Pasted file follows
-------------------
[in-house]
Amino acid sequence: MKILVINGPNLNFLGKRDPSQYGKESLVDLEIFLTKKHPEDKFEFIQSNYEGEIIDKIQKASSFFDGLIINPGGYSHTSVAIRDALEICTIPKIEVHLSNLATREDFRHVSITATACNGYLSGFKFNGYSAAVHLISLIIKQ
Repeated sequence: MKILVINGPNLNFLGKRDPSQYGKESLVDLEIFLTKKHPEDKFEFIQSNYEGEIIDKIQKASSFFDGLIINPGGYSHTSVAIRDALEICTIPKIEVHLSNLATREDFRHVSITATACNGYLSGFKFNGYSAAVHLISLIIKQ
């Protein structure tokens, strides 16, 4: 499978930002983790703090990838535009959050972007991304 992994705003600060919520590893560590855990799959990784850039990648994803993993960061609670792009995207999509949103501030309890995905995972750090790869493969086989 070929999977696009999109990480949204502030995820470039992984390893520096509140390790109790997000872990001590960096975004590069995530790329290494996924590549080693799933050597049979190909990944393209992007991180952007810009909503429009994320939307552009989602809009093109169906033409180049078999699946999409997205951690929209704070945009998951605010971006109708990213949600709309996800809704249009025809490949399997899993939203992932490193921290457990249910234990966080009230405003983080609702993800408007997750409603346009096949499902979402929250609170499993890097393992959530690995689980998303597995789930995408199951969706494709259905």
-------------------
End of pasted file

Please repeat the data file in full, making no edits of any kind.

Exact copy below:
[in-house]
Amino acid sequence: MKILVINGPNLNFLGKRDPSQYGKESLVDLEIFLTKKHPEDKFEFIQSNYEGEIIDKIQKASSFFDGLIINPGGYSHTSVAIRDALEICTIPKIEVHLSNLATREDFRHVSITATACNGYLSGFKFNGYSAAVHLISLIIKQ
Repeated sequence: MKILVINGPNLNFLGKRDPSQYGKESLVDLEIFLTKKHPEDKFEFIQSNYEGEIIDKIQKASSFFDGLIINPGGYSHTSVAIRDALEICTIPKIEVHLSNLATREDFRHVSITATACNGYLSGFKFNGYSAAVHLISLIIKQ
């Protein structure tokens, strides 16, 4: 499978930002983790703090990838535009959050972007991304 992994705003600060919520590893560590855990799959990784850039990648994803993993960061609670792009995207999509949103501030309890995905995972750090790869493969086989 070929999977696009999109990480949204502030995820470039992984390893520096509140390790109790997000872990001590960096975004590069995530790329290494996924590549080693799933050597049979190909990944393209992007991180952007810009909503429009994320939307552009989602809009093109169906033409180049078999699946999409997205951690929209704070945009998951605010971006109708990213949600709309996800809704249009025809490949399997899993939203992932490193921290457990249910234990966080009230405003983080609702993800408007997750409603346009096949499902979402929250609170499993890097393992959530690995689980998303597995789930995408199951969706494709259905």